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What book would you choose?

post #1 of 8
Thread Starter 
I can choose either one



"The Professional Chef, Seventh Edition"
(by the way, what's the difference between the 6th & 7th editions?)

or


"On Cooking: Techniques From Expert Chefs, Trade Version (3rd Edition)"


which one is the better book?

:confused:
Talent hits a target no one else can hit; Genius hits a target no one else can see.
Arthur Schopenhauer (1788 - 1860)

M.E.A.T.
Mankind Enjoying Animal Tastiness
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Talent hits a target no one else can hit; Genius hits a target no one else can see.
Arthur Schopenhauer (1788 - 1860)

M.E.A.T.
Mankind Enjoying Animal Tastiness
Reply
post #2 of 8
I have the pro chef 6th edition. I have not read the other book. If you are going to school or working with the acf I'd definitly recomend the pro chef. It's the CIA's handbook and the acf refers to it a lot for compotitions and such.
post #3 of 8
if you can find a copy of pro chef 5th edition i think it's put together much better than the later pubs.
hth, danny
post #4 of 8
I've got the pro chefs. It's a pretty good book, but I can't compare it to the other as I've never seen that one.

Overall, I thought the CIA's Techniques of Healthy Cooking a better book for my purposes.

What are your goals for this book?

Phil
post #5 of 8
I have a pretty good collection of cooking instruction books. Here are my top 3 in the order I would recommend them for anyone:

1. The Professional Chef
2. The Bread Baker's Apprentice by Reinhart
3. Think Like a Chef by Colicchio

Your mileage may vary.
Joe
Exec. Chef, mon bistro à la maison
---------------------------------------
I always wanted to be somebody. I should have been more specific.
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Joe
Exec. Chef, mon bistro à la maison
---------------------------------------
I always wanted to be somebody. I should have been more specific.
Reply
post #6 of 8
Thread Starter 
My goals for acquiring one of these books (all I can afford right now) is to do two things mainly.

1: Prepare for ACF exams both written and practical to move up in certification.

2: To learn more in-depth food knowledge to become a better cook/chef and really be a kitchen technician.

I looked at the books that the ACF draws their questions from. While "On Cooking" is listed and "The Professional Chef" is not I can't help but think that "The Professional Chef" may be the Wal-Mart of culinary books. That's to say the book is almost a complete reference. There are few books that various chefs have recommended to me. I already have McGee's book as well as "Culinary Artistry", the late Dr. Cullen's book on management and Professional Baking (ok that was a school book and thus I had to buy it). But the top two that almost everyone says I should not be without are "On Cooking" and "The Professional Chef".
Talent hits a target no one else can hit; Genius hits a target no one else can see.
Arthur Schopenhauer (1788 - 1860)

M.E.A.T.
Mankind Enjoying Animal Tastiness
Reply
Talent hits a target no one else can hit; Genius hits a target no one else can see.
Arthur Schopenhauer (1788 - 1860)

M.E.A.T.
Mankind Enjoying Animal Tastiness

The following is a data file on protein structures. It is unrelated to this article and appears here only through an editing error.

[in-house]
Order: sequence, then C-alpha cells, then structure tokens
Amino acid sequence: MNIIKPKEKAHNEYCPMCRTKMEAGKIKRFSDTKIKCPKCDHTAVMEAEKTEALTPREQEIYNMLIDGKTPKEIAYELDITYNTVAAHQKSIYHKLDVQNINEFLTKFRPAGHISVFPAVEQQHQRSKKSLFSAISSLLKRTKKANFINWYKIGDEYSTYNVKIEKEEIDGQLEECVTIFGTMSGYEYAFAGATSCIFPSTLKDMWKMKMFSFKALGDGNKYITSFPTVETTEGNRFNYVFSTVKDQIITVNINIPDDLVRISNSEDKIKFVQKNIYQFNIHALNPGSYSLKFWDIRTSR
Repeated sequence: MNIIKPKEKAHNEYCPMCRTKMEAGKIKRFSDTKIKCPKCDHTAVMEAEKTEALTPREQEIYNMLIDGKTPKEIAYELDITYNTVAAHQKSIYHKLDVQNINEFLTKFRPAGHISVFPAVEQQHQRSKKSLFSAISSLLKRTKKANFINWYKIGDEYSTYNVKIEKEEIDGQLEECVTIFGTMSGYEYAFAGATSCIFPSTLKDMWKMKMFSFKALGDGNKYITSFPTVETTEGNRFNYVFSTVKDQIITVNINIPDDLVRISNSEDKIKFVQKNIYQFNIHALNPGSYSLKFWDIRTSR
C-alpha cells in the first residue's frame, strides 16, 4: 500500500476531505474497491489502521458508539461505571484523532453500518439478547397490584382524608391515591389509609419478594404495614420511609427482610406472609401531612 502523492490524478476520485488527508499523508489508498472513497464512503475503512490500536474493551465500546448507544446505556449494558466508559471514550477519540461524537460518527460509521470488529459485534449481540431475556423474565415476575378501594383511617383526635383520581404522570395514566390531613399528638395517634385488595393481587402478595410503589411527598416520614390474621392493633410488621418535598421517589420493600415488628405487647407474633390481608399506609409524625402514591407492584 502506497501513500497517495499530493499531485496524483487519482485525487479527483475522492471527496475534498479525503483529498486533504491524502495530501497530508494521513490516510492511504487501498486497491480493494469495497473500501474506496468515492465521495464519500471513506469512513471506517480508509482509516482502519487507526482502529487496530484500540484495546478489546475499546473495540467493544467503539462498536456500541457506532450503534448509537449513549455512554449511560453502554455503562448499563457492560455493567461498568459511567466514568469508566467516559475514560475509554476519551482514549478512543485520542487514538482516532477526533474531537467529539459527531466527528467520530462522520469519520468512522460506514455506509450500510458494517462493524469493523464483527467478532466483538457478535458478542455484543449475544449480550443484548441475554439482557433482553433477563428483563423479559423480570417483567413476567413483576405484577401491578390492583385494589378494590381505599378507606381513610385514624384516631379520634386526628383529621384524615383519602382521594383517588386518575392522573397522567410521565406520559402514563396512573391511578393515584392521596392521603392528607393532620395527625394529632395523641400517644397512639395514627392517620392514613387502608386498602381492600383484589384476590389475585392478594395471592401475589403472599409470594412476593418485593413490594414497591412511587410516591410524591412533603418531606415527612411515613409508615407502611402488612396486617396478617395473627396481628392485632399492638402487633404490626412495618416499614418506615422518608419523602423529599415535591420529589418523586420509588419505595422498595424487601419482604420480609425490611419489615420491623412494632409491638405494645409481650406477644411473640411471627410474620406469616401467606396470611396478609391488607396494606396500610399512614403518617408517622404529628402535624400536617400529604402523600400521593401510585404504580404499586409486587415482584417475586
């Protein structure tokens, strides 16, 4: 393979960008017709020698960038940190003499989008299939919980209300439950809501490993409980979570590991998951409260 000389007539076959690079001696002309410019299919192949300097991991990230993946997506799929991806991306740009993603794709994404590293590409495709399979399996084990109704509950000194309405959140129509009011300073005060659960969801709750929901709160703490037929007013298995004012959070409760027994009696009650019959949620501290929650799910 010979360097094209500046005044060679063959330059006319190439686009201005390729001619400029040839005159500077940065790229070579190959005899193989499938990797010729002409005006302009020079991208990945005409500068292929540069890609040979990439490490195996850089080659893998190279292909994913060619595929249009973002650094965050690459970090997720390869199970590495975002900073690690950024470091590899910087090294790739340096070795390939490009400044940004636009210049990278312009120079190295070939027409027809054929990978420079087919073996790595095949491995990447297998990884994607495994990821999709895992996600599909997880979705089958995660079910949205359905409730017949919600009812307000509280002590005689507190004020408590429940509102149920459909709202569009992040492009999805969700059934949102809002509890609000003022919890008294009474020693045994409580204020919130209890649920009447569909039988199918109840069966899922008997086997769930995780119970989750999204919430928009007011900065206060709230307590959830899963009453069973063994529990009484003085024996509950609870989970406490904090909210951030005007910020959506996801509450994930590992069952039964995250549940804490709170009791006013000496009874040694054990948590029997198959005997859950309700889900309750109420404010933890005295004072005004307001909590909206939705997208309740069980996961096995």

Reply
post #7 of 8
I have actually, believe it or not, done a side by side comparison of the two. Here is what I have concluded: On Cooking, is well suited for student cooks as well as seasoned home cooks. There is adequate coverage of fundamentals, including recipe reading, ingredient identification as well as various methods of heat transfer. Pro Chef (v 7) covers food safety in a bit more depth, but also covers technique a little more comprehensively. That said, depending on the level of instruction needed for any given task, I think both books are good investments.

Invention, my dear friends, is ninety-three percent perspiration, six percent electricity, four percent evaporation, and two percent butterscotch ripple

My Author Page

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Invention, my dear friends, is ninety-three percent perspiration, six percent electricity, four percent evaporation, and two percent butterscotch ripple

My Author Page

Reply
post #8 of 8
I give a slight edge to On Cooking, of which I have the second edition, over PC (6th and 7th eds):
  1. It includes nutritional analysis for each recipe -- very helpful to know if you want to figure out what's low-fat or -carb or whatever.
  2. The photographs are all in focus -- don't laugh: you can actually SEE what the finished dish is supposed to look like, which you can't always in PC
  3. Overall, I think the pictures and graphics are easier to figure out, and more helpful. For example, OC actually SHOWS you what the liquid should look like for poaching, simmering, and boiling.
  4. I prefer the style in which the recipes are written.
  5. You know who is responsible: both for the overall text and recipes (there are only two authors, not a committee) and for the special, extra recipes (attributed to specific chefs).

Of course, both books tell you everything you need to know about everything. ;) I just prefer the way OC does it.
"Notorious stickler" -- The New York Times, January 4, 2004
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"Notorious stickler" -- The New York Times, January 4, 2004
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